Glioma produced periostin attracts human neural stem cells
뇌종양 유래 페리오스틴의 사람 신경 줄기세포 유도
"Stem cells from various lineages have been well known for their migration tendency toward glioma and become attractive vehicles to deliver therapeutic genes to brain tumors. However, which factors and mechanisms in these processes are not yet known. In the present study, I aimed at identifying the chemoattractant molecules which induce the tropism of human neural stem cell (hNSC) for brain tumor and characterizing their mode of mechanisms. For this, I performed microarray analyses of different type of brain tumors and identified 14 secretory proteins that were highly and specifically expressed in brain tumors. Real-time PCR assay and immunohistochemistry with various brain tumor samples showed that periostin (POSTN) among these factors, known for its role in angiogenesis and invasion during tumor development, was specifically expressed only in glioblastoma multiforms, malignancty tumors. We are also found that a recombinant human POSTN promoted migration of hNSCs in vitro with 3 times higher potency than VEGF. Transplantation of NIH3T3 cells in a rat brain expressing a secretable POSTN in one cerebral hemisphere induced migration of NSCs that were inoculated in the contralateral of hemisphere. We found that POSTN bound to integrin alphaV beta5 complex in NSCs promoted phosphorylation of focal adhesion kinase (FAK) and protein kinase B (AKT) through activation of the phosphorinositide 3-kinase (PI3K) pathway. Inhibition of CDK5 but not ERK suppress that signaling dramatically impaired the migration of hNSCs toward POSTN. NSC use similar signaling pathway during CNS development and glioma invasion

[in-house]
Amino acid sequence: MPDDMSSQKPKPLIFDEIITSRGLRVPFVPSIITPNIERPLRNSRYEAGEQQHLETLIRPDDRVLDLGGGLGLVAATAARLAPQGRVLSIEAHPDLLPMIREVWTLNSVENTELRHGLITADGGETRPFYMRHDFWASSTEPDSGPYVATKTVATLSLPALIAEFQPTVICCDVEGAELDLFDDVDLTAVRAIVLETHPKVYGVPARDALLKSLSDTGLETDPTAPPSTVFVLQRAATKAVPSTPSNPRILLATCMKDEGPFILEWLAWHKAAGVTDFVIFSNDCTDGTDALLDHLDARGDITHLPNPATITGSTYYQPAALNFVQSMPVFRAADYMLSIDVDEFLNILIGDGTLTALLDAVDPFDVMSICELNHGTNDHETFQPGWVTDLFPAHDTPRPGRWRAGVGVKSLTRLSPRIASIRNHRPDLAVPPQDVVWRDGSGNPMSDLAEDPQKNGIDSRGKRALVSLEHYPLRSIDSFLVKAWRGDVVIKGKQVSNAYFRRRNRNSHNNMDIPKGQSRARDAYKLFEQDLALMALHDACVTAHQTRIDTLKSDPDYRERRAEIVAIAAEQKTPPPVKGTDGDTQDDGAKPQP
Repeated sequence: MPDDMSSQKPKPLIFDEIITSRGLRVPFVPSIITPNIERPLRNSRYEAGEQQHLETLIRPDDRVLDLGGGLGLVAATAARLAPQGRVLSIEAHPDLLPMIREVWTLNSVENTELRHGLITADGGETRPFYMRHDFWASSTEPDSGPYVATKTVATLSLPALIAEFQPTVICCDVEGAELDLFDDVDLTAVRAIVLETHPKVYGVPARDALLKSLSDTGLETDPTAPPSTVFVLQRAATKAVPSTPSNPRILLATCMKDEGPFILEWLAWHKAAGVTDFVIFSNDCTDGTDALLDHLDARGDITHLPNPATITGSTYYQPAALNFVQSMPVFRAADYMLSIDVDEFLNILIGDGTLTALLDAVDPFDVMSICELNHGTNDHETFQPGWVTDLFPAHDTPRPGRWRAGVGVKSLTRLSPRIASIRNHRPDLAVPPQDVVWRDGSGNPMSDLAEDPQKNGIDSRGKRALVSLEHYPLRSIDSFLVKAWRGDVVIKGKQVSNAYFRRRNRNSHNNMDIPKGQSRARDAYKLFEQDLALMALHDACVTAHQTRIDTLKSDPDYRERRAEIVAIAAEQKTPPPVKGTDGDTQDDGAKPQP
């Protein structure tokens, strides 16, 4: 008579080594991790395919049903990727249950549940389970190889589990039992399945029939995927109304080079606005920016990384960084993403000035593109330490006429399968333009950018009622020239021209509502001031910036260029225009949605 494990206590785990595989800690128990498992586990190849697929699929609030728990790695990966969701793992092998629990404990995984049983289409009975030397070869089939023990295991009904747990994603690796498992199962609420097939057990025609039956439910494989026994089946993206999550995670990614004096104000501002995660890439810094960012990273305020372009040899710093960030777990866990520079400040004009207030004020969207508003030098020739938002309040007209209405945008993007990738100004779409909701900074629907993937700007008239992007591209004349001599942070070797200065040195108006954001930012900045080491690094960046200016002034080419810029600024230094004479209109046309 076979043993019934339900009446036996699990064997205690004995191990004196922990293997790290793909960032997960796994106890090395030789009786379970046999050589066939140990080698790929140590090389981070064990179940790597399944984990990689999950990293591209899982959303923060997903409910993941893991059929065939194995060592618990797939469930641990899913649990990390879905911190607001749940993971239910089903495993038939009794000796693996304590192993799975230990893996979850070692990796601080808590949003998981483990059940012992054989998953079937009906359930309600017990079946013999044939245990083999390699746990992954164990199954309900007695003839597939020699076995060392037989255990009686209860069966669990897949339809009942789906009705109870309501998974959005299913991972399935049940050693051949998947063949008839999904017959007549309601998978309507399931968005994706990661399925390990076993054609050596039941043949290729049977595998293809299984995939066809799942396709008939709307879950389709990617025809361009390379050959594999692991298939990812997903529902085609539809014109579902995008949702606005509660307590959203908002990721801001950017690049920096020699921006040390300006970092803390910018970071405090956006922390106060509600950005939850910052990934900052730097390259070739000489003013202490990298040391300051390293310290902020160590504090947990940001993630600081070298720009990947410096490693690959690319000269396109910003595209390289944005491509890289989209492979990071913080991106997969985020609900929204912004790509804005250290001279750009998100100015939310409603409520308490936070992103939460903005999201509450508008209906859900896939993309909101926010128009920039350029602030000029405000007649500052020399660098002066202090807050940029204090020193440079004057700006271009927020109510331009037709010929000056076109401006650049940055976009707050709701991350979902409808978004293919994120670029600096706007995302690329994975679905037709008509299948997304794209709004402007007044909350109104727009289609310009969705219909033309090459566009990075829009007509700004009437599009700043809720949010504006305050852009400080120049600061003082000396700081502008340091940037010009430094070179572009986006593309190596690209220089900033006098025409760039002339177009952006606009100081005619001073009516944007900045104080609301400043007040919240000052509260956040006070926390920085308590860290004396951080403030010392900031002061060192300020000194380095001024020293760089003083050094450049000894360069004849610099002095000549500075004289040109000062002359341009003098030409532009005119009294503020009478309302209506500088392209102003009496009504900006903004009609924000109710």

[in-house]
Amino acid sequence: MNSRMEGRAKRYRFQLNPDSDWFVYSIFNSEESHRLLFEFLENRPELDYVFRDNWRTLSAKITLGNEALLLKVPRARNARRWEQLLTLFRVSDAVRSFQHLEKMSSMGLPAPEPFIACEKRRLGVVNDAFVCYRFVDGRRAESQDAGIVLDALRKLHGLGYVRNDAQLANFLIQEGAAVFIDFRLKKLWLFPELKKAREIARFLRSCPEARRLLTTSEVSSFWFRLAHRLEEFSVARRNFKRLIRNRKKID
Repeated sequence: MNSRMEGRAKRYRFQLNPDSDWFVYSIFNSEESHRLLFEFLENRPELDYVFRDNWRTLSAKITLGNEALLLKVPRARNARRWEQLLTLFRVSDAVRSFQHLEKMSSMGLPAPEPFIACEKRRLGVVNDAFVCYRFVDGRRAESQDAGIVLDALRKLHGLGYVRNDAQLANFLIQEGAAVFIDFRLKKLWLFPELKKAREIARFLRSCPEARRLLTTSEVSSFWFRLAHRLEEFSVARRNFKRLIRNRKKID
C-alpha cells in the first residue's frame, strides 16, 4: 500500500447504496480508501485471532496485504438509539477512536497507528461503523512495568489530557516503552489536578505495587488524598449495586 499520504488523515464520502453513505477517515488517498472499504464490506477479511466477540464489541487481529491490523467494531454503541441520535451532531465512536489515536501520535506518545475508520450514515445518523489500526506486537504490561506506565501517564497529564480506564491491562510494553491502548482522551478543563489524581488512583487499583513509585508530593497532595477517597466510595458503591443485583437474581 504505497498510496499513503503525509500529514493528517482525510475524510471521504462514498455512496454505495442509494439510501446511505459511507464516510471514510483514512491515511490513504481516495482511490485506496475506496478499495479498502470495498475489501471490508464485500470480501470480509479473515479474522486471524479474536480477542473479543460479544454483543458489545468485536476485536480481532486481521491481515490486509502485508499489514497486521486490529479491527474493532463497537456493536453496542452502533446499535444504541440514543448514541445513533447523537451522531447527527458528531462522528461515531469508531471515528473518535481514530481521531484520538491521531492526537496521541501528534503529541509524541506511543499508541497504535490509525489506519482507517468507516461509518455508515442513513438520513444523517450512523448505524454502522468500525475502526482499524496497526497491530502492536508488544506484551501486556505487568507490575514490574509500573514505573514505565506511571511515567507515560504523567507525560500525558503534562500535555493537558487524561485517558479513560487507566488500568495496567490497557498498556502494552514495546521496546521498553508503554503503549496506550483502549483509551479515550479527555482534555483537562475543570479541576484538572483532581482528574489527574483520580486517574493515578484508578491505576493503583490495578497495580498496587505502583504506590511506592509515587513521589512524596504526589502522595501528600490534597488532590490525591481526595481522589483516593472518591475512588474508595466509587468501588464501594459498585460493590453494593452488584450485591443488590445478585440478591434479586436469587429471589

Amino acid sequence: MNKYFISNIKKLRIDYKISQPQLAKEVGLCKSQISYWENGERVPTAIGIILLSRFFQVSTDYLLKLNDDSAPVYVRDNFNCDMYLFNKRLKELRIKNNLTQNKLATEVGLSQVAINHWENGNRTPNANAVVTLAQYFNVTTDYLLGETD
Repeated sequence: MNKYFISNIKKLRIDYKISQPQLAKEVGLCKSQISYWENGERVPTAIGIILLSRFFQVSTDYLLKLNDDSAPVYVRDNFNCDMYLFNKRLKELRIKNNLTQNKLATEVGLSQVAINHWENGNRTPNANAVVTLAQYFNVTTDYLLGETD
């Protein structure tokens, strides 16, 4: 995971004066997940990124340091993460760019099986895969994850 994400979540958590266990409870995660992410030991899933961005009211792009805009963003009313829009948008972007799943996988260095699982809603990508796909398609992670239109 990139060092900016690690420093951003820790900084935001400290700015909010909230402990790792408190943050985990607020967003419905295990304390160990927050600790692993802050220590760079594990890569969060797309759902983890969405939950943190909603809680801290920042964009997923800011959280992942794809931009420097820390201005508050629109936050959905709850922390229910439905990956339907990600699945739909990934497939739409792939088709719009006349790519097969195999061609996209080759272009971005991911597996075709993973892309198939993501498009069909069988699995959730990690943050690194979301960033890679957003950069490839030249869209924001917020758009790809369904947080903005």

Previous study demonstrated that hNSCs (F3.CD) that were retrovirally transduced with cytosine deaminase (CD) gene showed remarkable bystander effects on the glioma cells after application of the prodrug, 5-fluorocytosine (5-FC). To harness the chemotactic ability of POSTN as a tool to induce a strong bystander killer effect of brain tumors, we established the brain tumor animal model which was implanted with C6 cells and the increasing number of POSTN-overexpressing cells, and F3.CD cells were injected into the contralateral hemisphere followed by systemic 5-FC administration. Interestingly, increasing number of POSTN-overexpressing cells resulted in significant reduced tumor volumes, but not tumor cell numbers. While many tumor cells scattered around the original transplantation site in control tumor group, scattered cells became disappeared with increasing number of POSTN-releasing cells. This result demonstrated that the more POSTN was released, the faster hNSC migrated, which resulted in much NSCs at tumor site and more clearance of tumor cells. Taken together, POSTN treatment combined with bystander killer effect of NSCs might have strong therapeutic potential against aggressively invasive gliomas.
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